Seeking personal bankruptcy protection is never an easy decision, but once committed to it, your first decision should be to determine which chapter you want to file under. Most people tend to file under Chapter 7, yet as many of our past clients here at William, H, Lively, Jr., PLLC can attest to, you first must qualify.
There is a reason why Chapter 7 is so popular; it offers the benefit of having certain debts discharged. Yet federal bankruptcy authorities do not want anyone attempting to take advantage of the benefits that a Chapter 7 bankruptcy offers. Thus, a means test exists to determine whether you can file under this chapter.
Comparing you to your demographic cohort
According to the website for the Federal Judiciary, the first step in the Chapter 7 means test is to compare your current monthly income to that of your demographic cohort for your particular state. If your income falls below the average for your demographic, then you automatically qualify to file under Chapter 7. If it is not, then the next phase of the means test begins.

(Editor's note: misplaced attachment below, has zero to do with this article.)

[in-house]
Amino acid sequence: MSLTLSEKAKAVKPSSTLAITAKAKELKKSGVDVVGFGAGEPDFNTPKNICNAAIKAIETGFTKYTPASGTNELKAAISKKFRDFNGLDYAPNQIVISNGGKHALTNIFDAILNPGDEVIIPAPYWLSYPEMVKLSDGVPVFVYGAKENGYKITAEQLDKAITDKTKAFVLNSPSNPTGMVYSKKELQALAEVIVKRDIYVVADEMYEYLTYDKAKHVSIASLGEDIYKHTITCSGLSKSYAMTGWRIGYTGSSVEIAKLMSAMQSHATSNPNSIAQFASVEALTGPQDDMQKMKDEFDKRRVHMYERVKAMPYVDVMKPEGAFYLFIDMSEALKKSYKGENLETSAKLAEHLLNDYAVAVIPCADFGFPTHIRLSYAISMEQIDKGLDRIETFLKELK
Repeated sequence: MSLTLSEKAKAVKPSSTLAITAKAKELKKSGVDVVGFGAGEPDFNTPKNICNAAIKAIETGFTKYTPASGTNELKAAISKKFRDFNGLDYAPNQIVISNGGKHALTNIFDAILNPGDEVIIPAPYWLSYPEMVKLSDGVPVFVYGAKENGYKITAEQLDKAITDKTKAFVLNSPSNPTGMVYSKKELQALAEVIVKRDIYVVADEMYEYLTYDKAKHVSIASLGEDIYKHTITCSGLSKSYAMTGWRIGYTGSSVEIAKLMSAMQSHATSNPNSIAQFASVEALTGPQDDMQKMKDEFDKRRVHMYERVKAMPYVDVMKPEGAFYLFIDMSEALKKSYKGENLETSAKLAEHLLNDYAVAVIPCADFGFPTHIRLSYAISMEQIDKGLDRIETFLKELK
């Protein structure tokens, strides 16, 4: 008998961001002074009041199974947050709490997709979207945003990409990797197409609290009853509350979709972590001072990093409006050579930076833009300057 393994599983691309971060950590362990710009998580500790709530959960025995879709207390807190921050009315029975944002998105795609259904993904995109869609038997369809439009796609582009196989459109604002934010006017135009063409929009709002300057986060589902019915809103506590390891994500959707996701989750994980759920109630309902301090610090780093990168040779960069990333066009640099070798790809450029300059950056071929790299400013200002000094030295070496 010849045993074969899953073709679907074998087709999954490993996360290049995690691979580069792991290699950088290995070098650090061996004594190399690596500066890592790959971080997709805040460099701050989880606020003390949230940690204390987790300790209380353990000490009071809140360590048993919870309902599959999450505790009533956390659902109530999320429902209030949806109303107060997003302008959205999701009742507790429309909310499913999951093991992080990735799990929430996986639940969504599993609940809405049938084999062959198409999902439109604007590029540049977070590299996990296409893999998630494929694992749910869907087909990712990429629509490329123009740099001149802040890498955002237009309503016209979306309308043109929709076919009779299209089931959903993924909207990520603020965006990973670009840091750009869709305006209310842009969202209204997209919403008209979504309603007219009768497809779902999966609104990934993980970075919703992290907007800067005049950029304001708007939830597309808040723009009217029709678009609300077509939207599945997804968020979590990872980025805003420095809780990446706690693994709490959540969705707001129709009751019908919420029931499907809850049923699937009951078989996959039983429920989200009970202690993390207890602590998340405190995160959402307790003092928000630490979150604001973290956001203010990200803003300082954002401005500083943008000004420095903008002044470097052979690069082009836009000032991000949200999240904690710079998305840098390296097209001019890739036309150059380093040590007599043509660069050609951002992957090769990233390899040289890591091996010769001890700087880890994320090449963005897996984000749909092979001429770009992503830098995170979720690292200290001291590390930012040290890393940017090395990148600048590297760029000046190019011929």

This phase involves the court projecting your aggregate monthly income (minus certain allowable expenses) for a period of five years. If that projected amount is either less than 25% of your total nonpriority unsecured debt (provided that amount exceeds $7,700) or $12,850, then you pass the means test. The court will process your Chapter 7 bankruptcy petition.
Failing to pass the means test
What if you happen to fail the means test. Is bankruptcy no longer an option for you? That is not the case. Rather, the court typically then simply converts your petition over to a Chapter 13 case.
You can learn more about the basics of a Chapter 7 bankruptcy throughout our site.